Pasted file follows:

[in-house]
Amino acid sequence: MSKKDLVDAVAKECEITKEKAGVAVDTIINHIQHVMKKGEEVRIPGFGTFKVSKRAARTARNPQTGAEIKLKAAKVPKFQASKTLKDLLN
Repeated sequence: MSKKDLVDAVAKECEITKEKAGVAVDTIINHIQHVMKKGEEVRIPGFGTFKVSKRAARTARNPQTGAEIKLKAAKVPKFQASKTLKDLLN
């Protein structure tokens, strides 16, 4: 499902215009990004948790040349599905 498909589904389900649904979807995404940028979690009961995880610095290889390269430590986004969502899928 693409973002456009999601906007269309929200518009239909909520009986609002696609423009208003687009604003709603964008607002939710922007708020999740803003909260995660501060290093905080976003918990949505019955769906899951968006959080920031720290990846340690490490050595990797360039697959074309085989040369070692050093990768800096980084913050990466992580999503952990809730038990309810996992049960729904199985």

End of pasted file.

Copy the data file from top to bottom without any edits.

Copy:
[in-house]
Amino acid sequence: MSKKDLVDAVAKECEITKEKAGVAVDTIINHIQHVMKKGEEVRIPGFGTFKVSKRAARTARNPQTGAEIKLKAAKVPKFQASKTLKDLLN
Repeated sequence: MSKKDLVDAVAKECEITKEKAGVAVDTIINHIQHVMKKGEEVRIPGFGTFKVSKRAARTARNPQTGAEIKLKAAKVPKFQASKTLKDLLN
């Protein structure tokens, strides 16, 4: 499902215009990004948790040349599905 498909589904389900649904979807995404940028979690009961995880610095290889390269430590986004969502899928 693409973002456009999601906007269309929200518009239909909520009986609002696609423009208003687009604003709603964008607002939710922007708020999740803003909260995660501060290093905080976003918990949505019955769906899951968006959080920031720290990846340690490490050595990797360039697959074309085989040369070692050093990768800096980084913050990466992580999503952990809730038990309810996992049960729904199985």